The earliest Cambodian coins were issued by the Khmer Kingdom in 1847, and were small, simply-designed silver pieces denominated in ticals. A tical was about 15 grams of silver, and there were several coins made in ticals and in fractional amounts — att, pe, fuang, and salong coins can be found for sale and include some quite nice pieces.
In 1875, the French had new coins made for Cambodia and these used a decimalized monetary system based on the Mexican peso. You may be able to find some nice franc, centime, and piastre coins from this era for your collection. Note that these coins all bear a date of 1860, although they were actually produced in the last three decades of the 1800s.
Cambodia soon began using the Indochinese piastre, and this was not an exclusively Cambodian coin. In 1953, Cambodia began issuing its own coins after the breakup of Indochina; although the unit of Cambodian currency was now the riel, these early coins were fractions of riels and were called centime coins. Three centime coins were made in 1953, and all three were reissued in 1959 but were changed to sen.
Riel coins, including some silver and even gold proofs, have been made periodically since the 1950s but are not generally seen in circulation — banknotes are simply more popular and hold much appeal for collectors as well as coins. The history of Cambodia coins offers many possibilities for buyers and coin collectors, and the marketplace is usually full of interesting pieces from all eras of Khmer’s numismatic story.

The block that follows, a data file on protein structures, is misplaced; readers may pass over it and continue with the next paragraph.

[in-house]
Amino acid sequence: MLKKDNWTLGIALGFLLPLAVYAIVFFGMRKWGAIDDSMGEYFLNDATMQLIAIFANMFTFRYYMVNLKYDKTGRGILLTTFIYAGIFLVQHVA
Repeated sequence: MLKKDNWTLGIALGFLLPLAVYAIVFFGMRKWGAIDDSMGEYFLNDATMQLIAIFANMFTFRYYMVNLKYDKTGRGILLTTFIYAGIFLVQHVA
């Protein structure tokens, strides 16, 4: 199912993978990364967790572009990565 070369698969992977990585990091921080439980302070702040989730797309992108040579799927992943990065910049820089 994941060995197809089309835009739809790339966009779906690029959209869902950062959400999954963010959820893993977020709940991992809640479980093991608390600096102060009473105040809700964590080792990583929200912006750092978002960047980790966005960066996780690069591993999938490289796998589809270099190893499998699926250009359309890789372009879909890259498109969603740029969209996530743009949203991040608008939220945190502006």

In 2013, Japan announced it was minting a collectible silver coin denominated in 3,000 riels to celebrate 60 years of diplomatic relations between the two countries.
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CAMBODIA PEOPLES REP OF KAMPUCHEA 5 SEN 1979 UNC ROYAL EMBLEM,DENOMINATION,DATE
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